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Lianhua Qingwen

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Lianhua Qingwen
Alternative medicine
ClassificationTraditional Chinese medicine (TCM)
ModalityCapsule and granular
ClaimsTreatment against various respiratory diseases including influenza, severe acute respiratory syndrome, and COVID-19
Year proposed2003
Original proponentsShijiazhuang Yiling Pharmaceutical

Lianhua Qingwen (simplified Chinese: 连花清瘟; traditional Chinese: 連花清瘟; lit. 'medicine using Forsythia suspensa and Lonicera japonica to clear illness',[1] LHQW) is a traditional Chinese medicine (TCM) formulation used for the treatment of influenza.[2] In the practice of TCM, LHQW is considered to have the effects of clearing excessive heat, removing toxins, improving lung ventilation, and discharging heat.[3]


Lianhua Qingwen was developed by Shijiazhuang Yiling Pharmaceutical in 2003 as a treatment for severe acute respiratory syndrome (SARS) following the outbreak of the disease in 2002 and was listed by the National Health Commission of China in 2004 as a treatment for influenza and other respiratory disease.[4] Its formulation includes 13 herbs which are said to have been used in Chinese traditional medicine as early as the Han dynasty.[5]

Sources of its formulation reportedly consist of:[6]

The medicine is both in capsule and granular form.[4][7]


Lianhua Qingwen should be avoided for patients with G6PD deficiency, since its active ingredient, Lonicera japonica, will lead to hemolysis to such patients.[citation needed]

Due to the inclusion of Ephedra people with high blood pressure, anxiety, history of seizures, irregular heart beats, or other heart conditions, should avoid taking Linhua Quingwen.

Adverse effects[edit]

The official monograph of LHQW states that the adverse effects are "unclear".[8] A January 2022 meta-analysis from China reports that it may cause GI discomfort, rashes and itches, dry mouth, and dizziness.[9]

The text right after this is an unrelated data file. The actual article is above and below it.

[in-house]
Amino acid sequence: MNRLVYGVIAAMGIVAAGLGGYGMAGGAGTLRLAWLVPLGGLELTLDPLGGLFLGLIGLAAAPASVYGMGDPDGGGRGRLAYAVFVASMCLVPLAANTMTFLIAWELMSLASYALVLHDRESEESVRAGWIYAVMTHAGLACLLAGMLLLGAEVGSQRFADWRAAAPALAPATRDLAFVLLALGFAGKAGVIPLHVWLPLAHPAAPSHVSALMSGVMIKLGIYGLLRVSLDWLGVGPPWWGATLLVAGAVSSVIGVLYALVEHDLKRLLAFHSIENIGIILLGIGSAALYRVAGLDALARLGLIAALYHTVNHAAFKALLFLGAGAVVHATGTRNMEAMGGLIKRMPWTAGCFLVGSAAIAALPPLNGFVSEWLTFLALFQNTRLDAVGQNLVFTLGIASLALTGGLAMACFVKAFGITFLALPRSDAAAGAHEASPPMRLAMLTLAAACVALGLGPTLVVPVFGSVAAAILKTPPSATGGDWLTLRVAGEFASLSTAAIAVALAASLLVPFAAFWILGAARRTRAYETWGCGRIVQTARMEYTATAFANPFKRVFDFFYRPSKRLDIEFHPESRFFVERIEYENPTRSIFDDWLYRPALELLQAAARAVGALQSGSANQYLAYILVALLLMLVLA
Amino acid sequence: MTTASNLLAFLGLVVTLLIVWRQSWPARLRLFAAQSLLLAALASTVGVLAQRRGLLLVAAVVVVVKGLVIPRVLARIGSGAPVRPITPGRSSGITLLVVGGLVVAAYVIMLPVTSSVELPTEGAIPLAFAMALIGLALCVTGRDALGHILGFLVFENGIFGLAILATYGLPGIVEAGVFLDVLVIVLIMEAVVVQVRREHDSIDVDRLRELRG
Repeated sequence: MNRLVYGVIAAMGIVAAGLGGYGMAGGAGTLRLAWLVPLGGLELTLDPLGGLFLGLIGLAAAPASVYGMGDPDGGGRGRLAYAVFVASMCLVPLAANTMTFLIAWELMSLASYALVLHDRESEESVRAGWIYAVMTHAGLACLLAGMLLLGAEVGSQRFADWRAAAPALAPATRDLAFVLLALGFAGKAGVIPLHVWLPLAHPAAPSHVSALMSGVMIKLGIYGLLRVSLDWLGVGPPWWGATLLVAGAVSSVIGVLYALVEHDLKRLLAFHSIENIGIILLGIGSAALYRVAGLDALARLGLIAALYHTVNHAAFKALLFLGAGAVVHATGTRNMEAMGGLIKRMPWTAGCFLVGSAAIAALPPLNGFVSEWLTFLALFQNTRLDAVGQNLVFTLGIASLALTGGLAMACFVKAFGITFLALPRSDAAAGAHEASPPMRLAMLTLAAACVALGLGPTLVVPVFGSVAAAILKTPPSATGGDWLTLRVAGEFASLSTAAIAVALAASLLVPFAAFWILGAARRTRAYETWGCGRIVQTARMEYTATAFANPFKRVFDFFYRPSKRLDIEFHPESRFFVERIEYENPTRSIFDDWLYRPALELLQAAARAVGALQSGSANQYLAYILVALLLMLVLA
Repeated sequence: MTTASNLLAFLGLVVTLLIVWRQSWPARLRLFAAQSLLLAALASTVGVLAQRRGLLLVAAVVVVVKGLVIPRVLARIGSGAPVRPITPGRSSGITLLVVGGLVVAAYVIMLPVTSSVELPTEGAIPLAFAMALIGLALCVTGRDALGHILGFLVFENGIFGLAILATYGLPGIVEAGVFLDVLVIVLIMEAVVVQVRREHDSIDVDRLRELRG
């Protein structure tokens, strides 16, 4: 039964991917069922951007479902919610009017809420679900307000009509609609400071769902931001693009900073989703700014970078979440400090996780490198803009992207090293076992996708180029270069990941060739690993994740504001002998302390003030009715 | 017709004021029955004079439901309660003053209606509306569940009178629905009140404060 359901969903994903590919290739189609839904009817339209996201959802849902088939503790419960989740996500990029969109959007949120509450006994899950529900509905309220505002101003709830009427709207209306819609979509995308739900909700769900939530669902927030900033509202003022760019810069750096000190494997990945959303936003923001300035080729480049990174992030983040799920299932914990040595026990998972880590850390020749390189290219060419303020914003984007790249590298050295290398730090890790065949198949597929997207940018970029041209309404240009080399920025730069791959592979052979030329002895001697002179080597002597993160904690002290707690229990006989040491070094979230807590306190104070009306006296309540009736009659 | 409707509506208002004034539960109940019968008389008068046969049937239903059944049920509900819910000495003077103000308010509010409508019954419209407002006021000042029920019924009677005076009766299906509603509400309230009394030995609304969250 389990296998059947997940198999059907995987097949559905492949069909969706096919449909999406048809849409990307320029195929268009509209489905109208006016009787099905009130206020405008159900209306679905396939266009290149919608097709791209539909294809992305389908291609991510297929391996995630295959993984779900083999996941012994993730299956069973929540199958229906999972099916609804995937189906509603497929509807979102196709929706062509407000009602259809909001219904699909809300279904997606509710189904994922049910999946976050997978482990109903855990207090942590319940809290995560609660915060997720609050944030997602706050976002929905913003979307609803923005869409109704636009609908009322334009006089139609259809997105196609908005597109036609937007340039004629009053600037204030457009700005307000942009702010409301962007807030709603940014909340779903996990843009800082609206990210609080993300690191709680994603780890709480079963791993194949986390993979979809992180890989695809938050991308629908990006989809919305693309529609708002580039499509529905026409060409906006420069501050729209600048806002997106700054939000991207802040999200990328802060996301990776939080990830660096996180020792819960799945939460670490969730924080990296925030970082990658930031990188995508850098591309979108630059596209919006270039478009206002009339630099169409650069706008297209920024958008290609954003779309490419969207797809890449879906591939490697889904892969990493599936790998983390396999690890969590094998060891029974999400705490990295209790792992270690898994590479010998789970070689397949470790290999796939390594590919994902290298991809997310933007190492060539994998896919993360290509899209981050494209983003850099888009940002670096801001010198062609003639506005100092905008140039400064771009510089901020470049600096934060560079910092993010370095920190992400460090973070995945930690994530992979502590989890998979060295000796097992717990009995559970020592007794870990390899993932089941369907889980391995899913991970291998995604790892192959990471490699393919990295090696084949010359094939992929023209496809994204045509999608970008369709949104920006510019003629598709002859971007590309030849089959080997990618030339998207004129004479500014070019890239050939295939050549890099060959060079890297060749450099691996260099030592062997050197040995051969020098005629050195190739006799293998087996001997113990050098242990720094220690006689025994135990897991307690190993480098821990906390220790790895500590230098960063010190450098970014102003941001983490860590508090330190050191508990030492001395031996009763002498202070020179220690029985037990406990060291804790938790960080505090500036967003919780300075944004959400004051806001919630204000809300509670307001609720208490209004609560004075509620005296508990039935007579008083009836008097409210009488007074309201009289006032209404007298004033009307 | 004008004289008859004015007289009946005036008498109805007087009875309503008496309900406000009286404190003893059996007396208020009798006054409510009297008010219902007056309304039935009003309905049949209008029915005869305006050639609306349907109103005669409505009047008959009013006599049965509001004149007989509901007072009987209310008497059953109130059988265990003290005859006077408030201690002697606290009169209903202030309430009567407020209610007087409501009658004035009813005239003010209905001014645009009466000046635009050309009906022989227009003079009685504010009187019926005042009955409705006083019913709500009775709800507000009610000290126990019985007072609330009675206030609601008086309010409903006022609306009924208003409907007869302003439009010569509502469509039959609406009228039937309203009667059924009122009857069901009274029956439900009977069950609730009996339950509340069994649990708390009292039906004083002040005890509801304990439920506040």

Uses and controversies of Lianhua Qingwen in relation to COVID-19, by region[edit]

In China[edit]

During the COVID-19 pandemic, the government of the People's Republic of China (PRC) approved the use of Lianhua Qingwen for mild to moderate COVID-19 cases in January 2020, and promotes the use of the medicine abroad.[4][10]

In March 2022, during the Shanghai COVID-19 outbreak, the medication was distributed en masse to residents. Reports emerged indicating that this process consumed significant logistical capacity, drawing criticism about misuse of resources at a time when people were struggling with shortages of basic needs such as food and medication. An article on telemedicine and medical news platform Dr. Lilac pointed out that there was no scientific evidence available to indicate that LHQW was effective as prophylaxis to prevent infection, nor did there exist any official government recommendation for such usage; instead, taking the drug unnecessarily carried a risk of side effects. It argued that there was thus no reasonable basis for the mass distribution of the medication to healthy individuals to begin with, let alone doing so in a way that took up transportation capacity and resources that were urgently needed elsewhere.[8]

Lianhua Qingwen has also been promoted and distributed by the government in Hong Kong (HK).[11] The pro-establishment DAB alliance was found to have distributed unregistered doses of LHQW, in breach of health regulations.[12]

Conflict of Interest Controversy[edit]